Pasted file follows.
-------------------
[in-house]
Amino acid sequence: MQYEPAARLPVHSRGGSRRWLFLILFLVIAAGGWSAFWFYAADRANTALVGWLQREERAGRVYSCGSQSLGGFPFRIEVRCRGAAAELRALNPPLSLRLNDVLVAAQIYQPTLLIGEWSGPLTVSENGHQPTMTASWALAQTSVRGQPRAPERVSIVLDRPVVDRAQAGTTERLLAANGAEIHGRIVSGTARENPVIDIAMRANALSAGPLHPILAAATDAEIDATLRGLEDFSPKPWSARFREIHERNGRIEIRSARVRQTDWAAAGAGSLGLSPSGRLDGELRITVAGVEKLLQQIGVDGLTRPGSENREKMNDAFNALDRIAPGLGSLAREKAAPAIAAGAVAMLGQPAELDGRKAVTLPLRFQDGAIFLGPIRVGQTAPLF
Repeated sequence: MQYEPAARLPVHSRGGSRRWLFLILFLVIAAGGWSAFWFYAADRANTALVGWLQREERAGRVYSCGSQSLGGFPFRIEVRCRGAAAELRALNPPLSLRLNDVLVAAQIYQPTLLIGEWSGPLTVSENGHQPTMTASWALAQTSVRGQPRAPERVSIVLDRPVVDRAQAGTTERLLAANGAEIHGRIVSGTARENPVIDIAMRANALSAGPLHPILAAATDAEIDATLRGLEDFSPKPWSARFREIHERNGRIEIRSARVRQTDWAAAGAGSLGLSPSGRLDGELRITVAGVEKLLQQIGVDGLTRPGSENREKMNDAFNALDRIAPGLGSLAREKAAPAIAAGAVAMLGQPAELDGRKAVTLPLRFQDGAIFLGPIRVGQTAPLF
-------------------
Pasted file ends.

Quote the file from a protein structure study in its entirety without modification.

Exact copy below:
[in-house]
Amino acid sequence: MQYEPAARLPVHSRGGSRRWLFLILFLVIAAGGWSAFWFYAADRANTALVGWLQREERAGRVYSCGSQSLGGFPFRIEVRCRGAAAELRALNPPLSLRLNDVLVAAQIYQPTLLIGEWSGPLTVSENGHQPTMTASWALAQTSVRGQPRAPERVSIVLDRPVVDRAQAGTTERLLAANGAEIHGRIVSGTARENPVIDIAMRANALSAGPLHPILAAATDAEIDATLRGLEDFSPKPWSARFREIHERNGRIEIRSARVRQTDWAAAGAGSLGLSPSGRLDGELRITVAGVEKLLQQIGVDGLTRPGSENREKMNDAFNALDRIAPGLGSLAREKAAPAIAAGAVAMLGQPAELDGRKAVTLPLRFQDGAIFLGPIRVGQTAPLF
Repeated sequence: MQYEPAARLPVHSRGGSRRWLFLILFLVIAAGGWSAFWFYAADRANTALVGWLQREERAGRVYSCGSQSLGGFPFRIEVRCRGAAAELRALNPPLSLRLNDVLVAAQIYQPTLLIGEWSGPLTVSENGHQPTMTASWALAQTSVRGQPRAPERVSIVLDRPVVDRAQAGTTERLLAANGAEIHGRIVSGTARENPVIDIAMRANALSAGPLHPILAAATDAEIDATLRGLEDFSPKPWSARFREIHERNGRIEIRSARVRQTDWAAAGAGSLGLSPSGRLDGELRITVAGVEKLLQQIGVDGLTRPGSENREKMNDAFNALDRIAPGLGSLAREKAAPAIAAGAVAMLGQPAELDGRKAVTLPLRFQDGAIFLGPIRVGQTAPLF